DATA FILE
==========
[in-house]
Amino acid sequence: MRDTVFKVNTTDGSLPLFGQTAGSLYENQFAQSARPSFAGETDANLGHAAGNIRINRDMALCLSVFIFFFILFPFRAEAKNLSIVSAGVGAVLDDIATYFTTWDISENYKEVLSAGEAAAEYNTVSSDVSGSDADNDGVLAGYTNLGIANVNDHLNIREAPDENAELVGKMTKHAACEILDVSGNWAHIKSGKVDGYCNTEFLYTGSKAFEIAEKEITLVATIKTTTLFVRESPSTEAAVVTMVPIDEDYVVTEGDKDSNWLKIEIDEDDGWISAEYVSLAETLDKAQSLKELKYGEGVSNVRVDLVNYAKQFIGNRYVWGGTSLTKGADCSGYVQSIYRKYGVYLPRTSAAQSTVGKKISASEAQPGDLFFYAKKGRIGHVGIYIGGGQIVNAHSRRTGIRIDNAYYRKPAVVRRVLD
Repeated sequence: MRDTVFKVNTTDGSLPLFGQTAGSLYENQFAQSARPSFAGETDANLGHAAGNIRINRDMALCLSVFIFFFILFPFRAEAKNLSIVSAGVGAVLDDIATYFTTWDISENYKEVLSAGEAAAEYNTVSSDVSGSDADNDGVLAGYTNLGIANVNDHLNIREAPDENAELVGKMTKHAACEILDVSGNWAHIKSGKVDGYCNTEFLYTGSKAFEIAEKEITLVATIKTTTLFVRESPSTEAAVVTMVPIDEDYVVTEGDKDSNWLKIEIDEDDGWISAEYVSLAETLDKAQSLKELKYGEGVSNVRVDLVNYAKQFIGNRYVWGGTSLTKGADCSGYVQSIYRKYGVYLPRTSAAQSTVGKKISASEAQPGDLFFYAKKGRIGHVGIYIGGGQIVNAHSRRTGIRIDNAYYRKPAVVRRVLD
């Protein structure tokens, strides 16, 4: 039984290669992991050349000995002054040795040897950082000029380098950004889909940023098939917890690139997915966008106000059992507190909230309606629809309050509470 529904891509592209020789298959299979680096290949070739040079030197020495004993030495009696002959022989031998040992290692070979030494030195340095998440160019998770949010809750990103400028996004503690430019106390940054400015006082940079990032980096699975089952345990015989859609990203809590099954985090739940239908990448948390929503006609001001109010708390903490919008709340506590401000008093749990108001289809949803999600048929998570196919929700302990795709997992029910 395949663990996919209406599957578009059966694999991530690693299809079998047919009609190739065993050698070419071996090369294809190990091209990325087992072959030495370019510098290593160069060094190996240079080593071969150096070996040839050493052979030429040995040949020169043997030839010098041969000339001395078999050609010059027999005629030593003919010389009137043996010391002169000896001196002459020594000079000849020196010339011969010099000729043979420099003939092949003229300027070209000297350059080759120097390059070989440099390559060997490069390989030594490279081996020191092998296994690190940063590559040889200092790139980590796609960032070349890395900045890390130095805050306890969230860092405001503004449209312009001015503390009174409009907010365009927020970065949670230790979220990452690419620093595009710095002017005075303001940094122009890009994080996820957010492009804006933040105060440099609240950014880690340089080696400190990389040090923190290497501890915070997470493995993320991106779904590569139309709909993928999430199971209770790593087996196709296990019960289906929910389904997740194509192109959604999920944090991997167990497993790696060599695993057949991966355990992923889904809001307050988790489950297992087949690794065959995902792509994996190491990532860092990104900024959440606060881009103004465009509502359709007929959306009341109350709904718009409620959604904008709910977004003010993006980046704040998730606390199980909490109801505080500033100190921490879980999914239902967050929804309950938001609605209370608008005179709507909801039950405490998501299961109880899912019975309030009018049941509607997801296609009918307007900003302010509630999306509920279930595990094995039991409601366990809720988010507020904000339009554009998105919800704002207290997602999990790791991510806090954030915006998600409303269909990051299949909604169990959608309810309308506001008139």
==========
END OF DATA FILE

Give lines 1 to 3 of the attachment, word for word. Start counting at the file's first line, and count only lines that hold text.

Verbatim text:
[in-house]
Amino acid sequence: MRDTVFKVNTTDGSLPLFGQTAGSLYENQFAQSARPSFAGETDANLGHAAGNIRINRDMALCLSVFIFFFILFPFRAEAKNLSIVSAGVGAVLDDIATYFTTWDISENYKEVLSAGEAAAEYNTVSSDVSGSDADNDGVLAGYTNLGIANVNDHLNIREAPDENAELVGKMTKHAACEILDVSGNWAHIKSGKVDGYCNTEFLYTGSKAFEIAEKEITLVATIKTTTLFVRESPSTEAAVVTMVPIDEDYVVTEGDKDSNWLKIEIDEDDGWISAEYVSLAETLDKAQSLKELKYGEGVSNVRVDLVNYAKQFIGNRYVWGGTSLTKGADCSGYVQSIYRKYGVYLPRTSAAQSTVGKKISASEAQPGDLFFYAKKGRIGHVGIYIGGGQIVNAHSRRTGIRIDNAYYRKPAVVRRVLD
Repeated sequence: MRDTVFKVNTTDGSLPLFGQTAGSLYENQFAQSARPSFAGETDANLGHAAGNIRINRDMALCLSVFIFFFILFPFRAEAKNLSIVSAGVGAVLDDIATYFTTWDISENYKEVLSAGEAAAEYNTVSSDVSGSDADNDGVLAGYTNLGIANVNDHLNIREAPDENAELVGKMTKHAACEILDVSGNWAHIKSGKVDGYCNTEFLYTGSKAFEIAEKEITLVATIKTTTLFVRESPSTEAAVVTMVPIDEDYVVTEGDKDSNWLKIEIDEDDGWISAEYVSLAETLDKAQSLKELKYGEGVSNVRVDLVNYAKQFIGNRYVWGGTSLTKGADCSGYVQSIYRKYGVYLPRTSAAQSTVGKKISASEAQPGDLFFYAKKGRIGHVGIYIGGGQIVNAHSRRTGIRIDNAYYRKPAVVRRVLD